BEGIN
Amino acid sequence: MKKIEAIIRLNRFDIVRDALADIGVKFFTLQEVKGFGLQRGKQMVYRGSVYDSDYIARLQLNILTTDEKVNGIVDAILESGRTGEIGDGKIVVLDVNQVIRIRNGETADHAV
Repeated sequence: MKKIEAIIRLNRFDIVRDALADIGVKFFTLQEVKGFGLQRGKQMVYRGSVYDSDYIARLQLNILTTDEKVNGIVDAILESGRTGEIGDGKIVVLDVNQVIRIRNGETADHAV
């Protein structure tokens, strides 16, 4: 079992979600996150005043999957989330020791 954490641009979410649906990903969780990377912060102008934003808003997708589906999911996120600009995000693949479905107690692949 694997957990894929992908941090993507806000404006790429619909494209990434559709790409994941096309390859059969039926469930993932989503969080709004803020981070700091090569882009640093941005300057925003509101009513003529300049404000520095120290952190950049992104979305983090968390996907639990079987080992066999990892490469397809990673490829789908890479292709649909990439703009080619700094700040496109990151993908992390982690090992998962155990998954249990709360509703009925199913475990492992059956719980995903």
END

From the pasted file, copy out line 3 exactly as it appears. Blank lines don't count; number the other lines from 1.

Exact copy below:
């Protein structure tokens, strides 16, 4: 079992979600996150005043999957989330020791 954490641009979410649906990903969780990377912060102008934003808003997708589906999911996120600009995000693949479905107690692949 694997957990894929992908941090993507806000404006790429619909494209990434559709790409994941096309390859059969039926469930993932989503969080709004803020981070700091090569882009640093941005300057925003509101009513003529300049404000520095120290952190950049992104979305983090968390996907639990079987080992066999990892490469397809990673490829789908890479292709649909990439703009080619700094700040496109990151993908992390982690090992998962155990998954249990709360509703009925199913475990492992059956719980995903």